Fifty-eight strains were isolated from Loghman Hakim Hospital (53.7%) and fifty from Milad Hospital (46.29%). Fifty-one strains were isolated from female patients (47.2%) and fifty-seven from males (52.8%). Of the 108 isolates, 29 (26.9%) were isolated from urine, 4 (3.7%) from wound, 57 (52.8%) from tracheal tube, 8 (7.4%) from blood, 8 (7.4%) from pleural fluid, and 2 (1.9%) from other samples. The age range of the patients was 1 to 90 years. The isolates were obtained from patients in different age groups: 2–29 years ( ), 30–39 ( ), 40–49 years ( ), 50–59 years ( ), 60–69 ( ), and 70–79 years ( ), and six isolates were isolated from patients of more than eighty years of age. The resistance of A. baumannii isolates to tested antibiotics was 108 (100%) to cefotaxime, 103 (95.4%) to ceftazidime, 99 (91.7%) to meropenem, 99 (91.7%) to imipenem, 44 (40.7%) to gentamicin, 87 (80.6%) to amikacin, 100 (92.6%) to ciprofloxacin, 105 (95.7%) to cefepime, 105 (97.2%) to piperacillin, 103 (95.4%) to piperacillin/tazobactam, 106 (98.1%) to ampicillin/sulbactam, 106 (98.1%) to cotrimoxazole, 87 (80.6%) to tetracycline, and 1 (1.8%) to colistin (Table 1). The results of MIC test of different antibiotics on A. baumannii isolates are shown in Table 2. By using the combined disk diffusion test (CDDT), it was found that among 99 imipenem nonsusceptible A. baumannii strains, 86 (86.86%) were MBL producers and out of 108 cefotaxime-nonsusceptible A. baumannii strains, 91 (84.2%) were ESBL producers. The prevalence of and genes among 91 ESBL-producing A. baumannii isolates was 71 (78.03%) and 36 (39.5%), respectively, and for IMP-1 and VIM-1 genes among metallo-beta-lactamase-producing A. baumannii isolates it was 3 of 86 (3.48%) and 15 of 86 (17.44%), respectively. has been investigated and was detected in all isolates. Fortunately, gene was not detected in isolates. Sequencing of PCR products showed conserved regions for the restriction sequence , and genes which was confirmed by BLAST in NCBI. The nucleotide sequence data reported in this paper have been submitted to the GenBank sequence database and assigned accession numbers KF723587, KF723588, KF723589, and KF723590 for gene, KF723586 for gene, and KF723585 for . The sequences of gene in A. baumannii strains isolated from Loghman Hakim hospital were 100% the same but were not similar to the sequences of gene in A. baumannii strains isolated from Milad hospital (http://multalin.toulouse.inra.fr/multalin/multalin.html) (Figure 1).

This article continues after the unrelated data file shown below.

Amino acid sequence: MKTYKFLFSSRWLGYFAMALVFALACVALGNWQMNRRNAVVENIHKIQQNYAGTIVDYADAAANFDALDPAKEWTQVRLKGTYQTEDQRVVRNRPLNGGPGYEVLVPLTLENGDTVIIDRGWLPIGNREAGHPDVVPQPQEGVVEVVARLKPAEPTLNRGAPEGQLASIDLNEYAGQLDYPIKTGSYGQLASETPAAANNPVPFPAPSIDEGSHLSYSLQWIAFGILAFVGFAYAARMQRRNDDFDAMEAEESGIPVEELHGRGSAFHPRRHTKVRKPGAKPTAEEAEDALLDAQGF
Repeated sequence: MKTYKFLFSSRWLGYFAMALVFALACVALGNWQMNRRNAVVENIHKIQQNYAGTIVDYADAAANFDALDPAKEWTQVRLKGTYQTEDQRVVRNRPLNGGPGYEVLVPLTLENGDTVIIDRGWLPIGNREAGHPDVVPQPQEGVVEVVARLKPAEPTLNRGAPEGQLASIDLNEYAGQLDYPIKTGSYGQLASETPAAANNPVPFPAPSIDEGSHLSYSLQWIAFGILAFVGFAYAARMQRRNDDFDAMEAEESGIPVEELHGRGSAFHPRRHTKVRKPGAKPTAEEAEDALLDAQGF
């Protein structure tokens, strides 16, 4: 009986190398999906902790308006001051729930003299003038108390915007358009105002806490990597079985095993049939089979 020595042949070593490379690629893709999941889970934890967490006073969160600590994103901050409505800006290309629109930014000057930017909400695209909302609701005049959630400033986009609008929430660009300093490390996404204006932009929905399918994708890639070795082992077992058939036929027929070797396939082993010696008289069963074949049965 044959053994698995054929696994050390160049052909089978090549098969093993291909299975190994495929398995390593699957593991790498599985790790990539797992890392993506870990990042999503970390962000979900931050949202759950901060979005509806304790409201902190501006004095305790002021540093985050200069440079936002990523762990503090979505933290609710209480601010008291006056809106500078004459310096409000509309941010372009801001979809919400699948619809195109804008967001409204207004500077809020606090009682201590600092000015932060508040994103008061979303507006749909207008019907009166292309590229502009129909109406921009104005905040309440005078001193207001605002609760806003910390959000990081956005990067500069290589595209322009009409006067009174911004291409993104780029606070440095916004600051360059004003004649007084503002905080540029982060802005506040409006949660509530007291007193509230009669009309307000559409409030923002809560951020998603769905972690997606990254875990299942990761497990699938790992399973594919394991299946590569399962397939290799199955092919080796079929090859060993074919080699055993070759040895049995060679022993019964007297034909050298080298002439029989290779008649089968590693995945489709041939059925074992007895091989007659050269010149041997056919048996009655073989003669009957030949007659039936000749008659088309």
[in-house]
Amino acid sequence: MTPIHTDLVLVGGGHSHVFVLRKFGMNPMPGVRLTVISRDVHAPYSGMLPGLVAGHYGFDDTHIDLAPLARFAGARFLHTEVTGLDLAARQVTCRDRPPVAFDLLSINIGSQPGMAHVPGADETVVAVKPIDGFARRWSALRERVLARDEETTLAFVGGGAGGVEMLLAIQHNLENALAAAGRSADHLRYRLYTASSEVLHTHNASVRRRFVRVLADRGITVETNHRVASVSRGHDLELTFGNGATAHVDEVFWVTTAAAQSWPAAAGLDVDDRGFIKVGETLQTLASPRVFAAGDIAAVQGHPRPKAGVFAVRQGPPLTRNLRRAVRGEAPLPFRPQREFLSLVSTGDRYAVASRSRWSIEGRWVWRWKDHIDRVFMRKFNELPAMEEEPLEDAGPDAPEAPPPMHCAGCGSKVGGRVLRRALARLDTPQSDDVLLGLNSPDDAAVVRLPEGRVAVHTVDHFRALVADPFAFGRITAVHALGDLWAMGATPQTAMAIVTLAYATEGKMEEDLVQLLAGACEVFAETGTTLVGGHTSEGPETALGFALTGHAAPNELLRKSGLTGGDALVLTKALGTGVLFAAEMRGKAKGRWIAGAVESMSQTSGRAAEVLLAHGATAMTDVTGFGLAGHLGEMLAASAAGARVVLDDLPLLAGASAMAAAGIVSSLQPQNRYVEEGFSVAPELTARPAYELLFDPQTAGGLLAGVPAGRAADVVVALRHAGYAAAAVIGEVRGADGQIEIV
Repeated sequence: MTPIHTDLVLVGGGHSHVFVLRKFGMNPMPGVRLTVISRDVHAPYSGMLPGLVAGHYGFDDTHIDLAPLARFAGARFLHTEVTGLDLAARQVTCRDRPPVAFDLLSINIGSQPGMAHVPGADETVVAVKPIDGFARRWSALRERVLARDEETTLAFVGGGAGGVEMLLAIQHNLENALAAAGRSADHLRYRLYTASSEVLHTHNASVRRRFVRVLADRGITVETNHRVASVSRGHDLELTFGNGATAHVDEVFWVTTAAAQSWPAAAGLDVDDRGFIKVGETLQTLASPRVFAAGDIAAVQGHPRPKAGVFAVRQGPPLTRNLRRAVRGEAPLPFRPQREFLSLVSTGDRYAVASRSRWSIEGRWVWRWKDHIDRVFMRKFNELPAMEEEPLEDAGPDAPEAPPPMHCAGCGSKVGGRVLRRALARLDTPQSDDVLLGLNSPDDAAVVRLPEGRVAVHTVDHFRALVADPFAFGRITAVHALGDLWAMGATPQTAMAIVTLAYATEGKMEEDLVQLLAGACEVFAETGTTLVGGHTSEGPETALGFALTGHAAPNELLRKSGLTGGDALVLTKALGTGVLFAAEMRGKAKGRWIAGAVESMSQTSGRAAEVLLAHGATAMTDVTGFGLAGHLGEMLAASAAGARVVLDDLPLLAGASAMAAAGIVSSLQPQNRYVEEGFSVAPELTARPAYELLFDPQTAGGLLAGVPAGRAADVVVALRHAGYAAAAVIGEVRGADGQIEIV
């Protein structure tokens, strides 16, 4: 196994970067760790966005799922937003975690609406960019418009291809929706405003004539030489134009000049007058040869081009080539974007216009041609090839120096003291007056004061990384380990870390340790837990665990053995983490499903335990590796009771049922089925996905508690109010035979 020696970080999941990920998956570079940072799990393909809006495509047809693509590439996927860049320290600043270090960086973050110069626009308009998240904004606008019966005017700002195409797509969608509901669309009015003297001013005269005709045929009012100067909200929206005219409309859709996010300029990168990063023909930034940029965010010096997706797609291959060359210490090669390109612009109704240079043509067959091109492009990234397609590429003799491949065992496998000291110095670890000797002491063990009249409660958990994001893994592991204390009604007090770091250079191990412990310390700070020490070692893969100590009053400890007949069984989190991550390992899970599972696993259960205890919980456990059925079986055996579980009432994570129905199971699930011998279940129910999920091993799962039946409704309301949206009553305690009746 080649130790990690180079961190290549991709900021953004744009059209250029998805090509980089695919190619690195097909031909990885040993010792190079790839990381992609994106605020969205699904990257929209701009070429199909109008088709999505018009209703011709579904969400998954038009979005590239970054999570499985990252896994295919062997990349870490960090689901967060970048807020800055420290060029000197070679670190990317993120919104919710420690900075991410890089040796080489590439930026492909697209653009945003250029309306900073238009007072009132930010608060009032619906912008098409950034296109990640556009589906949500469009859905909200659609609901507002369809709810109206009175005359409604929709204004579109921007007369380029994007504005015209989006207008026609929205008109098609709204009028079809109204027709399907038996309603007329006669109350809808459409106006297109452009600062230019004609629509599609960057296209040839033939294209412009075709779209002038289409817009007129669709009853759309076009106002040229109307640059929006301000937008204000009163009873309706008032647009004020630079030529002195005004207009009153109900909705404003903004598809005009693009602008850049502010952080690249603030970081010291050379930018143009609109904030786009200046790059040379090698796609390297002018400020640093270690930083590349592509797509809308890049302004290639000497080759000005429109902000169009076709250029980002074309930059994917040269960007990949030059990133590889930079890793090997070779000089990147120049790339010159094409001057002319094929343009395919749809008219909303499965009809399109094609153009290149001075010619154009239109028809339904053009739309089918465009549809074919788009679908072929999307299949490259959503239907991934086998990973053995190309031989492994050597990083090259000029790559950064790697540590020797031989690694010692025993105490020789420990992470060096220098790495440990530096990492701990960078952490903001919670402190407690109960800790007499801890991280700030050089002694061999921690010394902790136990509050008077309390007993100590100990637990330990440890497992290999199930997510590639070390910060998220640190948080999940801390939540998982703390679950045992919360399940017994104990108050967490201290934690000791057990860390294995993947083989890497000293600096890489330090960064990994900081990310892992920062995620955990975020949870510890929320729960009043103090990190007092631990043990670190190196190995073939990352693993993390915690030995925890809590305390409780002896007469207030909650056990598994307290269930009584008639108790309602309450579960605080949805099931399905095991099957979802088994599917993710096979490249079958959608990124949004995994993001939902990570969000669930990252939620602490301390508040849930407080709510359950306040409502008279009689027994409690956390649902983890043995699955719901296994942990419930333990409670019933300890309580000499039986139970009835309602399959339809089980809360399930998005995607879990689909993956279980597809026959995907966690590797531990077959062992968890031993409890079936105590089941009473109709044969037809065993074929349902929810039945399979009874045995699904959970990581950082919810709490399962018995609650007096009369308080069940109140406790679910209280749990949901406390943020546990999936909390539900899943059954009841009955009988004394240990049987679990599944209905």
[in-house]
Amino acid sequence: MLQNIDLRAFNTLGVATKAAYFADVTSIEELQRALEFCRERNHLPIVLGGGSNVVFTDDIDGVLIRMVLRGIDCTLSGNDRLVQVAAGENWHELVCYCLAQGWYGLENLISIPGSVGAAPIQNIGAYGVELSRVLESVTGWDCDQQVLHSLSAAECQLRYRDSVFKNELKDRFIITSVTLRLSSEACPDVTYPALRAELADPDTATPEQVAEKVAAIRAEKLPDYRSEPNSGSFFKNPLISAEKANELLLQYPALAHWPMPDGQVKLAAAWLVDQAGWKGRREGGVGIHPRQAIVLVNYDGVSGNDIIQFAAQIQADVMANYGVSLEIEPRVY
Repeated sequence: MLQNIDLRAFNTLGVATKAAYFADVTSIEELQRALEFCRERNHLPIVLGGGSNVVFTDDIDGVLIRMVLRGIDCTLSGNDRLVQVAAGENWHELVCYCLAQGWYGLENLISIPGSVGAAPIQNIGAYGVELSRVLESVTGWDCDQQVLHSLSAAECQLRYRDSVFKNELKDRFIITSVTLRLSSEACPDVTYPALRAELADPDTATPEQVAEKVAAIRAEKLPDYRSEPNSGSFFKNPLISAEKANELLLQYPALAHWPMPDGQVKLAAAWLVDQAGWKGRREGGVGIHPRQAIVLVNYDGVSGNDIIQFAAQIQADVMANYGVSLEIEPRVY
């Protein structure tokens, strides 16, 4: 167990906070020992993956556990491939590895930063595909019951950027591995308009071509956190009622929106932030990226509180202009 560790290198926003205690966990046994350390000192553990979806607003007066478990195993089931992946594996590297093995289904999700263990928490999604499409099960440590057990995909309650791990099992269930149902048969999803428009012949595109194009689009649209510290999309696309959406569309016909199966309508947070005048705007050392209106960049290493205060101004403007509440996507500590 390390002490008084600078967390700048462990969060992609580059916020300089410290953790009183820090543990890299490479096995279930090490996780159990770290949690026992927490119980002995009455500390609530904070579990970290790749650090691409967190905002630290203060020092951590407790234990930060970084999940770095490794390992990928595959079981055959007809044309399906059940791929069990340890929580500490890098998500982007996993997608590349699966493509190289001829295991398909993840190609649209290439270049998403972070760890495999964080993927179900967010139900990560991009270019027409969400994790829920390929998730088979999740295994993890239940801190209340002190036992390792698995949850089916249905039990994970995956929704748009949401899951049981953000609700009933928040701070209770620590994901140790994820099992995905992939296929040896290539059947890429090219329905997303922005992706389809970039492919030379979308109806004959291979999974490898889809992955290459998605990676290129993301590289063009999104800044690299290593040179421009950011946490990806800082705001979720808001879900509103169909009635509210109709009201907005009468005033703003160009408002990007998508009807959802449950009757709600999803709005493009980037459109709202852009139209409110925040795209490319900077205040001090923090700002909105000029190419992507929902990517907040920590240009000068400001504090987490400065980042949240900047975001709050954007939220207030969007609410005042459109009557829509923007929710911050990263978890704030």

5. Discussion